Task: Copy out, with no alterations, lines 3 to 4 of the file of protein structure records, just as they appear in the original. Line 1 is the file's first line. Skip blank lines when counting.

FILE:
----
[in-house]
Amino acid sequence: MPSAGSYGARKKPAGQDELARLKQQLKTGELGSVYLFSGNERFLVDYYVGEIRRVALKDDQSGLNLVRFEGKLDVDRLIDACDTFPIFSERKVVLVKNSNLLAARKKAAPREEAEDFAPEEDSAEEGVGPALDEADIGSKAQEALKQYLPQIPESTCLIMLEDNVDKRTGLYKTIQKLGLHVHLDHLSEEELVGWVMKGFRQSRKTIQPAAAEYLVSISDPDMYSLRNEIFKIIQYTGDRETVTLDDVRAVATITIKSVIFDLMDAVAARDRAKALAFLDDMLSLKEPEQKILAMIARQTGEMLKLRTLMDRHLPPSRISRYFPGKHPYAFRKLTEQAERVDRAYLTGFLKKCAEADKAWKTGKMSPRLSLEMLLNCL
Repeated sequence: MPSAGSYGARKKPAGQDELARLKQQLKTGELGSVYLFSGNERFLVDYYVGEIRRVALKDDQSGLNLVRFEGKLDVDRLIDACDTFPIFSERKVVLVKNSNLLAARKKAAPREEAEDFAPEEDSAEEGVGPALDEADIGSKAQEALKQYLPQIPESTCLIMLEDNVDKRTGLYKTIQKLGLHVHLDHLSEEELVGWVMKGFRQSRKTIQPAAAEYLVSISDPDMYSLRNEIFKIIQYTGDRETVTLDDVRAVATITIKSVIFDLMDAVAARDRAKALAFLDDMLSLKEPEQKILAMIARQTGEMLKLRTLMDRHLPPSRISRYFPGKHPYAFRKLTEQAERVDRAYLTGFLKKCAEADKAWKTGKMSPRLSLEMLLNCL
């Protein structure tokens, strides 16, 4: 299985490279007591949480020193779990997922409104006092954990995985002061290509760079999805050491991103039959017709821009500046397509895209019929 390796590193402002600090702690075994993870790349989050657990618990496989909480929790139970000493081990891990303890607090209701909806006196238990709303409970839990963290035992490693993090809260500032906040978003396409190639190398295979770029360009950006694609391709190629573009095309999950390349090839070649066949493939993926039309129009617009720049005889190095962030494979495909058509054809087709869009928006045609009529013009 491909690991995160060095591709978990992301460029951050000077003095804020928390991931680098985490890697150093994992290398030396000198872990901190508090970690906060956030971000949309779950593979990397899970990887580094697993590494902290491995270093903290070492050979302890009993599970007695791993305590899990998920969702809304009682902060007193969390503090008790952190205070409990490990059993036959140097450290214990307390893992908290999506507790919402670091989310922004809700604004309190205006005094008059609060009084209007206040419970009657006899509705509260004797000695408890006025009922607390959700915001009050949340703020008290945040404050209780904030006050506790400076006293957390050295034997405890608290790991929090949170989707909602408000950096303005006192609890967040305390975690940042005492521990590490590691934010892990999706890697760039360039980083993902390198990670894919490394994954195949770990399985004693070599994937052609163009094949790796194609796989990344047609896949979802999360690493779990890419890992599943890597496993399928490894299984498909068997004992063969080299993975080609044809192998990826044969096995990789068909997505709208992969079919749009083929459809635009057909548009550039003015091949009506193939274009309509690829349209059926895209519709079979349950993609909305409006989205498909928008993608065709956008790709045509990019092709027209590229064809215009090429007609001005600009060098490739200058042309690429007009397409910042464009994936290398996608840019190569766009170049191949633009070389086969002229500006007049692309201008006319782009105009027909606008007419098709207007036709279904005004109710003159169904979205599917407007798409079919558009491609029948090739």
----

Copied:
Repeated sequence: MPSAGSYGARKKPAGQDELARLKQQLKTGELGSVYLFSGNERFLVDYYVGEIRRVALKDDQSGLNLVRFEGKLDVDRLIDACDTFPIFSERKVVLVKNSNLLAARKKAAPREEAEDFAPEEDSAEEGVGPALDEADIGSKAQEALKQYLPQIPESTCLIMLEDNVDKRTGLYKTIQKLGLHVHLDHLSEEELVGWVMKGFRQSRKTIQPAAAEYLVSISDPDMYSLRNEIFKIIQYTGDRETVTLDDVRAVATITIKSVIFDLMDAVAARDRAKALAFLDDMLSLKEPEQKILAMIARQTGEMLKLRTLMDRHLPPSRISRYFPGKHPYAFRKLTEQAERVDRAYLTGFLKKCAEADKAWKTGKMSPRLSLEMLLNCL
């Protein structure tokens, strides 16, 4: 299985490279007591949480020193779990997922409104006092954990995985002061290509760079999805050491991103039959017709821009500046397509895209019929 390796590193402002600090702690075994993870790349989050657990618990496989909480929790139970000493081990891990303890607090209701909806006196238990709303409970839990963290035992490693993090809260500032906040978003396409190639190398295979770029360009950006694609391709190629573009095309999950390349090839070649066949493939993926039309129009617009720049005889190095962030494979495909058509054809087709869009928006045609009529013009 491909690991995160060095591709978990992301460029951050000077003095804020928390991931680098985490890697150093994992290398030396000198872990901190508090970690906060956030971000949309779950593979990397899970990887580094697993590494902290491995270093903290070492050979302890009993599970007695791993305590899990998920969702809304009682902060007193969390503090008790952190205070409990490990059993036959140097450290214990307390893992908290999506507790919402670091989310922004809700604004309190205006005094008059609060009084209007206040419970009657006899509705509260004797000695408890006025009922607390959700915001009050949340703020008290945040404050209780904030006050506790400076006293957390050295034997405890608290790991929090949170989707909602408000950096303005006192609890967040305390975690940042005492521990590490590691934010892990999706890697760039360039980083993902390198990670894919490394994954195949770990399985004693070599994937052609163009094949790796194609796989990344047609896949979802999360690493779990890419890992599943890597496993399928490894299984498909068997004992063969080299993975080609044809192998990826044969096995990789068909997505709208992969079919749009083929459809635009057909548009550039003015091949009506193939274009309509690829349209059926895209519709079979349950993609909305409006989205498909928008993608065709956008790709045509990019092709027209590229064809215009090429007609001005600009060098490739200058042309690429007009397409910042464009994936290398996608840019190569766009170049191949633009070389086969002229500006007049692309201008006319782009105009027909606008007419098709207007036709279904005004109710003159169904979205599917407007798409079919558009491609029948090739």